Chrystal, I loved your post and your honesty and I think others will too. I hope you didn't think I was judging you in my post, that wasn't my intention at all. There was a time, when Kennedy was younger, that I just may have taken that pill, if it were available. I think that God, in His infinite wisdom has not allowed a "cure" for Ds to be found. It's something else we may never understand this side of Heaven. Ds is such an interesting journey. There is good and bad to it. There are easy times and hard times. I know you're not the one who said this, I think it was Wendy, but NOW I am able to look at Kennedy and not automatically see, think, hear Down syndrome. It was a wonderful thing for me when I got to that point... where I could see Kennedy, my daughter, BEFORE the Ds. I'm not sure if that is something you struggle with, but if so, your time will come (even though Wendy said she hates hearing that, it will! :))

I have to say, if someone walked up to me right now and said they had a pill to take Kameron's Autism and Sensory Issues away, I would jump all over it. Seriously. Does that make me crazy? I'd change one kid but not the other? I don't know! Maybe!

Anyway, I think Malea is so precious and I think you're doing a fabulous job with her! Your posts show how much you love her and I don't think anyone will doubt that... if they do, you just send them to talk to me! :)

Ruby's Mom said...

I agree with you Chrystal.I posted about it on my blog .I haven't mailed your book out yet.I'll try and get to the post office tomorrow.Blessings.

Michelle said...

you know I'm totally a fan of yours - and I love that little girl of yours, too!!

I would never think you're whiny. I think you're honest.

rickismom said...

Tghings do get easier (my daughter is 14 years old, but I would still change the DS if I could. I wrote a post about this about a years ago:

http://beneaththewings.blogspot.com/2008/03/i-wouldnt-change-her-if-i-could.html

Melissa @ Banana Migraine said...

I'm glad you shared your feelings and honesty. - I like what Lacia said changing society's perception would be a good wish.

Sonia said...

Chrystal, I wanted to share this scripture with you. I hope you don't mind.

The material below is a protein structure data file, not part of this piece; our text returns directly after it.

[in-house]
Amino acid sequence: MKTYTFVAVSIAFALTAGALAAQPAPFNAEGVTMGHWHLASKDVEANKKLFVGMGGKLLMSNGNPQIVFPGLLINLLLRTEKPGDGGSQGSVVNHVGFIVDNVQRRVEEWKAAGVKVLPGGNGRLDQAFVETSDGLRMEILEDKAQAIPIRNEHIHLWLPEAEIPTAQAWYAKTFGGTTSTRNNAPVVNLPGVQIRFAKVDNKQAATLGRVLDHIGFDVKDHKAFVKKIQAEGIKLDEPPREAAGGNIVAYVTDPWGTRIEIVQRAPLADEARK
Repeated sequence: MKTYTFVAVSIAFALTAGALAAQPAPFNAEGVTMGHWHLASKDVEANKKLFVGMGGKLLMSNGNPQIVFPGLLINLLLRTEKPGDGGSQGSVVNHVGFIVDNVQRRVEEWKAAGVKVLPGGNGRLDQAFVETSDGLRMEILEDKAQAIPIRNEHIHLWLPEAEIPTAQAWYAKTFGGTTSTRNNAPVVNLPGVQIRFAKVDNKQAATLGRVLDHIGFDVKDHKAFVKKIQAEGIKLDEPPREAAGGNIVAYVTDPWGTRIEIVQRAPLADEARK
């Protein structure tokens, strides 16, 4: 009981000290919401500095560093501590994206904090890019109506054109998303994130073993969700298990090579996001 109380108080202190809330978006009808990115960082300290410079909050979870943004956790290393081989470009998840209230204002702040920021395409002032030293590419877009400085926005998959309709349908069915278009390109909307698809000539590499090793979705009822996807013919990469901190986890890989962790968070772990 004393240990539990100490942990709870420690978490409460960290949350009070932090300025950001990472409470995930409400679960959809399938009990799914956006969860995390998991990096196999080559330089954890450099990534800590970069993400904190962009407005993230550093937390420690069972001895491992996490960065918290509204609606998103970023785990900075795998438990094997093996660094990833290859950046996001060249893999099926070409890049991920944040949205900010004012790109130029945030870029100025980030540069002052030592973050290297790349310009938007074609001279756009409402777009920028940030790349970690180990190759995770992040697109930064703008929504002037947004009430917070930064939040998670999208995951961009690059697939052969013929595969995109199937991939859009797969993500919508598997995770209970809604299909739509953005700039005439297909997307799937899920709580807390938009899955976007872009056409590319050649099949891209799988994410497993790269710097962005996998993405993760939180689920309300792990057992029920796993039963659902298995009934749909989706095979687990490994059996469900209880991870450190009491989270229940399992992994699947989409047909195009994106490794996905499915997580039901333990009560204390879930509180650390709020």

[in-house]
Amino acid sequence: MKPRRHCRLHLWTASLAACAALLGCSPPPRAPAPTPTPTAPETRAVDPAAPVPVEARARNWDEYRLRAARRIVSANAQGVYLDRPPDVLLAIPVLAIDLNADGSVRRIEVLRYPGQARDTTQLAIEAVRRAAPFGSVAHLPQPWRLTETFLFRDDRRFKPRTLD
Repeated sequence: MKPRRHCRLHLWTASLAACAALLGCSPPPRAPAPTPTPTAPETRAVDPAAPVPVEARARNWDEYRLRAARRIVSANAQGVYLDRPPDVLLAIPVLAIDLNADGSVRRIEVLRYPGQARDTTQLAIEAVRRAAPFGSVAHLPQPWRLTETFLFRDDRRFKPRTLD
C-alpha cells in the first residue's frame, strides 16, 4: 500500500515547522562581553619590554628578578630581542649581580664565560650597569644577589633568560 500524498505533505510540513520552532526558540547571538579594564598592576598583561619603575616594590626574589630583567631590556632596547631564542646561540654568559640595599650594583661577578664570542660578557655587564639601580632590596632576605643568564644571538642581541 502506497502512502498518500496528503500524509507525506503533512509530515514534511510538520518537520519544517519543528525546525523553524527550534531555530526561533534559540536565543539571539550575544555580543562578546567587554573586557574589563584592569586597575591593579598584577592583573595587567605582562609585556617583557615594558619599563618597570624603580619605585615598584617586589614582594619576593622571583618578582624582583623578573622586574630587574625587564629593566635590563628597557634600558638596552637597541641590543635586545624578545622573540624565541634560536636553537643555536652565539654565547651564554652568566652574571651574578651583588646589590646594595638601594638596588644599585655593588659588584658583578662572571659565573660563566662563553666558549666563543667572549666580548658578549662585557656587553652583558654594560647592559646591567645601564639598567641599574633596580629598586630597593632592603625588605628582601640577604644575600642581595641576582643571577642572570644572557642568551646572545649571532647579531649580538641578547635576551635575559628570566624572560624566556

Matthew 6:27, "Who of you by worrying can add a single hour to his life?"

Angela said...

I thoroughly agree with you. It does not make us worse mommies!! :)

Peaches323 said...

This is a great post. That Central education is really showing. I can't profess to know what you are feeling but you know I am always there with you.

Jen said...

Nothing to add, just hugs. You are a good mommy. The best Malea could ever have.

Fatimah said...

omg!i luv that song! I thank you for your honesty. you are brave enough to say what so many people are thinking!

Michelle said...

I've always had a difficult time with this particular question. It's never been so simple for me to say a definitive "yes" or "no." I know there are some who are so steadfast in their absolute "no" answer that I feel guilty for even thinking "yes" sometimes. And yes, there are days where I do think, if I could I would. I hate to see Kayla struggle with things - fine motor, speech, abstract concepts etc. I hate knowing how hard things are going to be for her in the future. There are just a lot of things...of course I wouldn't want things to be so difficult for my daughter. And on the other side I feel if I think that way do people think I'm not accepting my daughter as she is? Of course not! No parent wants to see their child struggle though. I also wonder how different she would be w/out the extra chromosome - how much would her personality change. But since you can't go back and see what could have been I try not to think about it too much. I have my good days and bad days...I agree with a lot of what you wrote too.